(approx) 4 Hours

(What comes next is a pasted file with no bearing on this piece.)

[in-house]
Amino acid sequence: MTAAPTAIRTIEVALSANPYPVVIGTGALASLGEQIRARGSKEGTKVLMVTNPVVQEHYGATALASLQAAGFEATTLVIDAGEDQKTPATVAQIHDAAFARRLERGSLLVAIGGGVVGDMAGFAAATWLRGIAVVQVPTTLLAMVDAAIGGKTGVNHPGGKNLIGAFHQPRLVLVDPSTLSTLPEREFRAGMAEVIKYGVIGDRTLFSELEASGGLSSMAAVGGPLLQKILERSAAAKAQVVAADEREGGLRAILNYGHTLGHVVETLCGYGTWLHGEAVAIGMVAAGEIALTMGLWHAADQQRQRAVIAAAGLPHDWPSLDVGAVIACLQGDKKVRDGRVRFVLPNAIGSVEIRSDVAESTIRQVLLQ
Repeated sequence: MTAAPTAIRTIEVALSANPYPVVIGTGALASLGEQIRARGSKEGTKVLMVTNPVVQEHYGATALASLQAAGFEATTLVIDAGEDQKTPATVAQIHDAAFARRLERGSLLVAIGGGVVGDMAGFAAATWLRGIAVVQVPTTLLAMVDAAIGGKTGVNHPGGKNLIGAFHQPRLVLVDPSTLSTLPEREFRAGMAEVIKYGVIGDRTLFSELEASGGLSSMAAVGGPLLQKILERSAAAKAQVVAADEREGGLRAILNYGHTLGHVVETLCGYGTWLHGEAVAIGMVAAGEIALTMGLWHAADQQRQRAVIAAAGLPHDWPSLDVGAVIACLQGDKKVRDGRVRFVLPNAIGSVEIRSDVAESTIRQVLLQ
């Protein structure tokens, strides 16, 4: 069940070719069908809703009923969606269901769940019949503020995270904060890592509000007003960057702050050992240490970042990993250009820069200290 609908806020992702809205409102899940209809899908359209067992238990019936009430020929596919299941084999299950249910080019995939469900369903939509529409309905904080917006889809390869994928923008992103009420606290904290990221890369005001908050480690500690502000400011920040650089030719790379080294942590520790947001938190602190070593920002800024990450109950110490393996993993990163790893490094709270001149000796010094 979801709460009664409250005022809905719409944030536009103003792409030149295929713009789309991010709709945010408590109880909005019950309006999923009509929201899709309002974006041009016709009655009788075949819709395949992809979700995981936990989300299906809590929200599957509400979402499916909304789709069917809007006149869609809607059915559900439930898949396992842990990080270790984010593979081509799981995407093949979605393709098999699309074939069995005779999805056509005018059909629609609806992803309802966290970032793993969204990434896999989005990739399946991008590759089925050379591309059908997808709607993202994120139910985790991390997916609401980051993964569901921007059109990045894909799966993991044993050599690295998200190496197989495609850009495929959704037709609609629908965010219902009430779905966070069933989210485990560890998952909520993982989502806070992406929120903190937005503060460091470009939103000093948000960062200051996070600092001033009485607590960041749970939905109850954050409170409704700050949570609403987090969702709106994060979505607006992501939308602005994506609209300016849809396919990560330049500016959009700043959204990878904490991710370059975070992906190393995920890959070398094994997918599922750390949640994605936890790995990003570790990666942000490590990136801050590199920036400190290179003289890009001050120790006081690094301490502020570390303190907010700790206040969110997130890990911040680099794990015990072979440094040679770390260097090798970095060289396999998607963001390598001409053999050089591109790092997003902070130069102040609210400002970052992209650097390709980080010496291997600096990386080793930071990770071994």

Mechanical expertise or professional installation required.